- Erosion velocity curve: A 0.001 millimetre particle would erode at a flow velocity of 500 centimetres per second or greater. As the particle size gets larger, the minimum flow velocity needed to erode the particle decreases, with the lowest flow velocity being 30 centimetres per second to erode a 0.5 millimetre particle. To erode particles larger than 0.5 millimetres, the minimum flow velocity rises again.
- Settling velocity curve: A 0.01 millimetre particle would be deposited with a flow velocity of 0.1 centimetre per second or less. As the flow velocity increases, only larger and larger particles will be deposited.
- Particles between these two curves (either moving too slow or being too small to be eroded or deposited) will be transported in the stream.
- Figure 8.1.1, 8.1.2, 8.1.3, 8.1.4: © Steven Earle. CC BY.
the slope of a stream bed over a specific distance, typically expressed in m per km
The physical boundaries of a stream (or a river), consisting of a bed and stream (or river) banks.
the volume of water flow in a stream expressed in terms of volume per unit time (e.g., m3/s)
the fraction of a stream’s sediment load that typically rests on the bottom and is moved by saltation and traction
The vast majority of the minerals that make up the rocks of Earth's crust are silicate minerals. These include minerals such as quartz, feldspar, mica, amphibole, pyroxene, olivine, and a variety of clay minerals. The building block of all of these minerals is the , a combination of four oxygen atoms and one silicon atom. As we've seen, it's called a tetrahedron because planes drawn through the oxygen atoms form a shape with 4 surfaces (Figure 2.2.4). Since the silicon ion has a charge of 4 and each of the four oxygen ions has a charge of −2, the silica tetrahedron has a net charge of −4.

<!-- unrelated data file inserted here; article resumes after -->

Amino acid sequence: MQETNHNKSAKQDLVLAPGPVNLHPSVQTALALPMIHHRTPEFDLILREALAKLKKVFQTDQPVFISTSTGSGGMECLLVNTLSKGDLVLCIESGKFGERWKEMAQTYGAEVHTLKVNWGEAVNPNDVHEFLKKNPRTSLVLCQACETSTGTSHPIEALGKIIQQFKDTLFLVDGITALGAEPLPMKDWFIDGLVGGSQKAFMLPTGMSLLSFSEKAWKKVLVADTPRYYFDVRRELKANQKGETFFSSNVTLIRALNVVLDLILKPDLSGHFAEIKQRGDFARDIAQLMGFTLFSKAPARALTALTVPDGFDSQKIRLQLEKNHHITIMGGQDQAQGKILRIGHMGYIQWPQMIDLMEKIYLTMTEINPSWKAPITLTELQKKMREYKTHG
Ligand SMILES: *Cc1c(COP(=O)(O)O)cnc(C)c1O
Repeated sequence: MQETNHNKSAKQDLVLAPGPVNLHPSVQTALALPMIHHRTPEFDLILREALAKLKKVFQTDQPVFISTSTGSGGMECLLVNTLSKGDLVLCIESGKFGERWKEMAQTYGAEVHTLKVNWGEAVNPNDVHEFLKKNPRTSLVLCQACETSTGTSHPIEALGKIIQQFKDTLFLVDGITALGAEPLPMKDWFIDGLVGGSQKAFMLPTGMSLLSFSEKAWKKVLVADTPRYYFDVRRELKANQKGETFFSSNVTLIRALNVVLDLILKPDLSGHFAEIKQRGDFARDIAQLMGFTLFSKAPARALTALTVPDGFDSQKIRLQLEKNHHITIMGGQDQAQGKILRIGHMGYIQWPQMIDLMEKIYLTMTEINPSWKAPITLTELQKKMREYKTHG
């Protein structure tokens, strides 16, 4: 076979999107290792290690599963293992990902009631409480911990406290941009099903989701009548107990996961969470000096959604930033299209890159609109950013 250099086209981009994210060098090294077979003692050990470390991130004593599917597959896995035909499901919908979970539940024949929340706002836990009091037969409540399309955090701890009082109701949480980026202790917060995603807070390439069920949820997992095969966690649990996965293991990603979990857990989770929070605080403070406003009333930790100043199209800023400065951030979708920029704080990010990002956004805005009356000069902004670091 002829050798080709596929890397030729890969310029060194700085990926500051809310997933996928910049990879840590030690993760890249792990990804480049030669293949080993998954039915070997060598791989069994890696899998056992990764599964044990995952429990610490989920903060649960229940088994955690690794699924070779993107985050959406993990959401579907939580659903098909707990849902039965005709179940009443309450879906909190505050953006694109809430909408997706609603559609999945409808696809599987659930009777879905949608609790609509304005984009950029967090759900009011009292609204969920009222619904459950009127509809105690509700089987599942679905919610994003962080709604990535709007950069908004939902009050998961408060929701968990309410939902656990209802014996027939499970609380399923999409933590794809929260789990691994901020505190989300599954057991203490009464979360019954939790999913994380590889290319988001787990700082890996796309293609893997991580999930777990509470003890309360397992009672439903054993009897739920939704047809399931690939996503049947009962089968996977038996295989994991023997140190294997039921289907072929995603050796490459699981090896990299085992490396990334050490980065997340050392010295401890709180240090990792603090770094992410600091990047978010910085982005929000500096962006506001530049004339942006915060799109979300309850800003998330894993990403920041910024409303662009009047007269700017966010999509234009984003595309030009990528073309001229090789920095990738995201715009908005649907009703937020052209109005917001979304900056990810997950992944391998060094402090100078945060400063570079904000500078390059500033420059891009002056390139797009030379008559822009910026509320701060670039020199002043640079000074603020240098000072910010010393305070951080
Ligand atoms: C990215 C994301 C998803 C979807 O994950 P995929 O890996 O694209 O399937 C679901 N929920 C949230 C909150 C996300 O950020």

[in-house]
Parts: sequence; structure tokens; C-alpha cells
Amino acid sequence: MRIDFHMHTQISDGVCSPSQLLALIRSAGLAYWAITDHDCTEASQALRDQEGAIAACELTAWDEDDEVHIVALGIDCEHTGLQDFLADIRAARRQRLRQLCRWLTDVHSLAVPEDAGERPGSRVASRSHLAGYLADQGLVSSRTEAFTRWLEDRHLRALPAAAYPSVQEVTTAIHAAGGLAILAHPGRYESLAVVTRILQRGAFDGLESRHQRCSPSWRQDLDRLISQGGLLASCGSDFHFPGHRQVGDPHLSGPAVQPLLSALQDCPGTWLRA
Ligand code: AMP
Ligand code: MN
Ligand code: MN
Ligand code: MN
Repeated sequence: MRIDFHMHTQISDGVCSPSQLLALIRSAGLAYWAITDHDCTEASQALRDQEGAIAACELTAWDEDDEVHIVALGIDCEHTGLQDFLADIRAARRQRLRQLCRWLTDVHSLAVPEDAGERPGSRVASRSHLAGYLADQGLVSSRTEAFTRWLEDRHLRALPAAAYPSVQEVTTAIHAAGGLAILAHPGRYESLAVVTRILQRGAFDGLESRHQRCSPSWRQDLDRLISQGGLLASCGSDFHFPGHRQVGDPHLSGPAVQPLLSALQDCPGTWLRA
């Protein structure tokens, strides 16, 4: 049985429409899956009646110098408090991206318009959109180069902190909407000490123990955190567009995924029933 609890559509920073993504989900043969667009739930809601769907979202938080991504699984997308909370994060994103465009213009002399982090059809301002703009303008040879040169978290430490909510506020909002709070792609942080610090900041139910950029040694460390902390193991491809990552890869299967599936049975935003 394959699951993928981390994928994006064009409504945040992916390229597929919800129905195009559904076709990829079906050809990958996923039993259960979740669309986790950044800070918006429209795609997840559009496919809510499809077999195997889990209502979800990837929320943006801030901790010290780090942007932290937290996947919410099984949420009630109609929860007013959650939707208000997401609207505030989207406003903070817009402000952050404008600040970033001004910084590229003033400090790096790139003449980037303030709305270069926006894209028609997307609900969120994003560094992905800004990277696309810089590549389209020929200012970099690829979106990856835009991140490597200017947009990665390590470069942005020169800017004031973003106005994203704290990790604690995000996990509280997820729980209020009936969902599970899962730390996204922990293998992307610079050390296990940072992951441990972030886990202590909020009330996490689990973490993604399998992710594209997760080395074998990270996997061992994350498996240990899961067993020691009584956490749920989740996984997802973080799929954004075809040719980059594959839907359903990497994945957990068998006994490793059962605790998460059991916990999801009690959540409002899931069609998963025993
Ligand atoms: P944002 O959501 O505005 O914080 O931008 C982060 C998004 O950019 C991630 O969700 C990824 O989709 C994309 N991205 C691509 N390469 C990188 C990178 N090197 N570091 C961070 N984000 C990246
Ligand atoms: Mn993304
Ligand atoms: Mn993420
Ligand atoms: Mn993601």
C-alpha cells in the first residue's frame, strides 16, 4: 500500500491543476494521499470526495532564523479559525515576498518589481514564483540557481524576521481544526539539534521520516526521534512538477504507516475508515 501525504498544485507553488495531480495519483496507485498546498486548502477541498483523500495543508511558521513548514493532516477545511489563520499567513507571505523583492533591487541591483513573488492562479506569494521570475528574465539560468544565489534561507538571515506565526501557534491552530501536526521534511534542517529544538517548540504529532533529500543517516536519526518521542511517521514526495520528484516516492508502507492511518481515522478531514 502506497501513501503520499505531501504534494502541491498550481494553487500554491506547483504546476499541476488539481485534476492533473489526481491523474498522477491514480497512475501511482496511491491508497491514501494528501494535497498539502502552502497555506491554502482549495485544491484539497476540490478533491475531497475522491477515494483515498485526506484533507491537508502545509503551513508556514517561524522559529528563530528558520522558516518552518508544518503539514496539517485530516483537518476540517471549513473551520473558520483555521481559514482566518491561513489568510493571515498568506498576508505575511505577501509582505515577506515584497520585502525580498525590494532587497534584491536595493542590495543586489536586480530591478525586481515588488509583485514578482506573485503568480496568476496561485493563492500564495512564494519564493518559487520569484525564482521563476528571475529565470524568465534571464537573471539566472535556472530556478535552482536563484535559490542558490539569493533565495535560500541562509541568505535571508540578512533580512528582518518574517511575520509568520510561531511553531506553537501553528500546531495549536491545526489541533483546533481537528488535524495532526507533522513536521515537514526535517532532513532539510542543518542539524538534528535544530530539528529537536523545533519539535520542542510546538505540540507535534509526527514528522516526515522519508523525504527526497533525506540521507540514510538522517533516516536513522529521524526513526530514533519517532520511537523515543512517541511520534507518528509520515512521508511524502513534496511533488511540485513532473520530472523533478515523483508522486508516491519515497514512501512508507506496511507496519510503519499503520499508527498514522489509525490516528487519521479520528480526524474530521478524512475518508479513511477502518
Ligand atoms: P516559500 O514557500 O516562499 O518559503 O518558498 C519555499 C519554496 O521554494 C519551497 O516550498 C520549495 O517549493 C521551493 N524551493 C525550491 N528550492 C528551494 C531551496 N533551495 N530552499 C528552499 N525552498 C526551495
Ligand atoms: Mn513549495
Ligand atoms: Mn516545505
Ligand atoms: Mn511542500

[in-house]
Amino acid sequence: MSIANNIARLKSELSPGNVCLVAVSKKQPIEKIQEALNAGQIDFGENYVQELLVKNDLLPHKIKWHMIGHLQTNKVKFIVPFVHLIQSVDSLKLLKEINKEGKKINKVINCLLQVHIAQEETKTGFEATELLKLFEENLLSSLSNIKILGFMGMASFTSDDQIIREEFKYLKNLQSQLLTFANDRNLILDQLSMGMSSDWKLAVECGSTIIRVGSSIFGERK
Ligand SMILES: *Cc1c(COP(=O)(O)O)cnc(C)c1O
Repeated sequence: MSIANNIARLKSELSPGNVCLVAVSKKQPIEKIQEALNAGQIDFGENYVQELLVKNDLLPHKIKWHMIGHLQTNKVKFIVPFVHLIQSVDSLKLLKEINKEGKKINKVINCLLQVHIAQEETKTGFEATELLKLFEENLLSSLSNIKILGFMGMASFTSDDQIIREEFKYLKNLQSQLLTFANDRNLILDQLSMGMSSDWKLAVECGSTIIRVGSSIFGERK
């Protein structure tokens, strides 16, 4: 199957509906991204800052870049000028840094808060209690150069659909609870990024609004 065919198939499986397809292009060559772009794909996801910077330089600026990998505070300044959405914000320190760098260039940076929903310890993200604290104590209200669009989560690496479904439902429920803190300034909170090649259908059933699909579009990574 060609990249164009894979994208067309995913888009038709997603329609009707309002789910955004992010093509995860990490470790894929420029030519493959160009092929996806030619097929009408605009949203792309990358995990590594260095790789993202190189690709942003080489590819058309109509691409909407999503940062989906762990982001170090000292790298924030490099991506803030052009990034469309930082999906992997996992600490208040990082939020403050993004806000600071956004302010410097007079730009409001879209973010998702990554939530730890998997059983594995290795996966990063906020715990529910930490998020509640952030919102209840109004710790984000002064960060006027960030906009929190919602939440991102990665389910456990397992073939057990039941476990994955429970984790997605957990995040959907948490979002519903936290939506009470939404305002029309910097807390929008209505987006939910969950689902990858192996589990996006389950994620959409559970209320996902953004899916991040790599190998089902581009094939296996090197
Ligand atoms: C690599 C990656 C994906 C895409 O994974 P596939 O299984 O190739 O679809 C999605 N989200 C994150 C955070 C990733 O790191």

In silicate minerals, these tetrahedra are arranged and linked together in a variety of ways, from single units to complex frameworks (Table 2.6). The simplest silicate structure, that of the mineral olivine, is composed of isolated tetrahedra bonded to iron and/or magnesium ions. In olivine, the −4 charge of each silica tetrahedron is balanced by two (i.e., +2) iron or magnesium cations. Olivine can be either Mg2SiO4 or Fe2SiO4, or some combination of the two (Mg,Fe)2SiO4. The divalent cations of magnesium and iron are quite close in radius (0.73 versus 0.62 angstroms). Because of this size similarity, and because they are both divalent cations (both can have a charge of +2), iron and magnesium can readily substitute for each other in olivine and in many other minerals.
|Tetrahedron Configuration Picture||Tetrahedron Configuration Name||Example Minerals|
|Isolated (nesosilicates)||Olivine, garnet, zircon, kyanite|
|Pairs (sorosilicates)||Epidote, zoisite|
|Single chains (inosilicates)||Pyroxenes, wollastonite|